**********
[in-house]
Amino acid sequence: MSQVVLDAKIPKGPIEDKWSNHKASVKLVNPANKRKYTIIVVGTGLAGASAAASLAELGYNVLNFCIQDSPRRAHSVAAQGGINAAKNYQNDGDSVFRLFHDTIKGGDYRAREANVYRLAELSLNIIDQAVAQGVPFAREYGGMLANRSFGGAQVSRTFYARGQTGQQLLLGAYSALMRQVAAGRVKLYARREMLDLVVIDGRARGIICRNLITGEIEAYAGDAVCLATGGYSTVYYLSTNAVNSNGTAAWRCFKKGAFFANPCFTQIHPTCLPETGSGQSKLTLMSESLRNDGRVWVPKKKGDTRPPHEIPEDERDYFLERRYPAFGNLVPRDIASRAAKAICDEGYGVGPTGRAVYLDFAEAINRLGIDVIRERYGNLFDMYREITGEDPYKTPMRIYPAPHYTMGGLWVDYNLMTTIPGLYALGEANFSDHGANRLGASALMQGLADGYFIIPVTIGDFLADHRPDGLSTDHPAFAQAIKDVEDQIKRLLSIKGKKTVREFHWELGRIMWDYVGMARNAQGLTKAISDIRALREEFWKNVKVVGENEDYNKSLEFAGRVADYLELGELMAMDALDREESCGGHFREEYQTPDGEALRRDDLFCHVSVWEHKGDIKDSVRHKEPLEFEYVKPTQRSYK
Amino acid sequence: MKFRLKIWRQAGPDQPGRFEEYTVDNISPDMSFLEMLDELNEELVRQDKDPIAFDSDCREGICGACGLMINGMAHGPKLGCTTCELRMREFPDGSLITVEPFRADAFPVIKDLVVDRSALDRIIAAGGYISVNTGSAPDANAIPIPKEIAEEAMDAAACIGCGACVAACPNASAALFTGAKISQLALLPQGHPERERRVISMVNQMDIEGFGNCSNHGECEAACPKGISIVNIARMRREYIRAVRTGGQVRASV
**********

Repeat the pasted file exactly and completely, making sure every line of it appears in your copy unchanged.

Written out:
[in-house]
Amino acid sequence: MSQVVLDAKIPKGPIEDKWSNHKASVKLVNPANKRKYTIIVVGTGLAGASAAASLAELGYNVLNFCIQDSPRRAHSVAAQGGINAAKNYQNDGDSVFRLFHDTIKGGDYRAREANVYRLAELSLNIIDQAVAQGVPFAREYGGMLANRSFGGAQVSRTFYARGQTGQQLLLGAYSALMRQVAAGRVKLYARREMLDLVVIDGRARGIICRNLITGEIEAYAGDAVCLATGGYSTVYYLSTNAVNSNGTAAWRCFKKGAFFANPCFTQIHPTCLPETGSGQSKLTLMSESLRNDGRVWVPKKKGDTRPPHEIPEDERDYFLERRYPAFGNLVPRDIASRAAKAICDEGYGVGPTGRAVYLDFAEAINRLGIDVIRERYGNLFDMYREITGEDPYKTPMRIYPAPHYTMGGLWVDYNLMTTIPGLYALGEANFSDHGANRLGASALMQGLADGYFIIPVTIGDFLADHRPDGLSTDHPAFAQAIKDVEDQIKRLLSIKGKKTVREFHWELGRIMWDYVGMARNAQGLTKAISDIRALREEFWKNVKVVGENEDYNKSLEFAGRVADYLELGELMAMDALDREESCGGHFREEYQTPDGEALRRDDLFCHVSVWEHKGDIKDSVRHKEPLEFEYVKPTQRSYK
Amino acid sequence: MKFRLKIWRQAGPDQPGRFEEYTVDNISPDMSFLEMLDELNEELVRQDKDPIAFDSDCREGICGACGLMINGMAHGPKLGCTTCELRMREFPDGSLITVEPFRADAFPVIKDLVVDRSALDRIIAAGGYISVNTGSAPDANAIPIPKEIAEEAMDAAACIGCGACVAACPNASAALFTGAKISQLALLPQGHPERERRVISMVNQMDIEGFGNCSNHGECEAACPKGISIVNIARMRREYIRAVRTGGQVRASV